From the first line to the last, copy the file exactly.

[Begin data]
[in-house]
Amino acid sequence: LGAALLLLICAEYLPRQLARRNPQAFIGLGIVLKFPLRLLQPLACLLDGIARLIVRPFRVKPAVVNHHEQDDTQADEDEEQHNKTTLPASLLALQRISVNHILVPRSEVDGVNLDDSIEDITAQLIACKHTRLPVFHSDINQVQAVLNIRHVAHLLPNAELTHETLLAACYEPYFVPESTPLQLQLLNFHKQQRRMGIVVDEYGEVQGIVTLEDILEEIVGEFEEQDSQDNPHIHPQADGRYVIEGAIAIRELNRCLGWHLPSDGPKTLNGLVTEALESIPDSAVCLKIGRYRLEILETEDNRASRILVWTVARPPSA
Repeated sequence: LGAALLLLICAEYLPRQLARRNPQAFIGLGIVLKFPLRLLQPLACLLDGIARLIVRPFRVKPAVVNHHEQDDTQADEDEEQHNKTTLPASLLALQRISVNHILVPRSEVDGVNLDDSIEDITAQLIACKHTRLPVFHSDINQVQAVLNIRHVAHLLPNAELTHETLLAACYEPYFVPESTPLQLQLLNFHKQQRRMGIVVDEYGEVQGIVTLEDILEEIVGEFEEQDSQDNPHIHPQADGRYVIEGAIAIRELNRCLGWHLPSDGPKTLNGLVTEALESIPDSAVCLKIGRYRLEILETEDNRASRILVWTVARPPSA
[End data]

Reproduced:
[in-house]
Amino acid sequence: LGAALLLLICAEYLPRQLARRNPQAFIGLGIVLKFPLRLLQPLACLLDGIARLIVRPFRVKPAVVNHHEQDDTQADEDEEQHNKTTLPASLLALQRISVNHILVPRSEVDGVNLDDSIEDITAQLIACKHTRLPVFHSDINQVQAVLNIRHVAHLLPNAELTHETLLAACYEPYFVPESTPLQLQLLNFHKQQRRMGIVVDEYGEVQGIVTLEDILEEIVGEFEEQDSQDNPHIHPQADGRYVIEGAIAIRELNRCLGWHLPSDGPKTLNGLVTEALESIPDSAVCLKIGRYRLEILETEDNRASRILVWTVARPPSA
Repeated sequence: LGAALLLLICAEYLPRQLARRNPQAFIGLGIVLKFPLRLLQPLACLLDGIARLIVRPFRVKPAVVNHHEQDDTQADEDEEQHNKTTLPASLLALQRISVNHILVPRSEVDGVNLDDSIEDITAQLIACKHTRLPVFHSDINQVQAVLNIRHVAHLLPNAELTHETLLAACYEPYFVPESTPLQLQLLNFHKQQRRMGIVVDEYGEVQGIVTLEDILEEIVGEFEEQDSQDNPHIHPQADGRYVIEGAIAIRELNRCLGWHLPSDGPKTLNGLVTEALESIPDSAVCLKIGRYRLEILETEDNRASRILVWTVARPPSA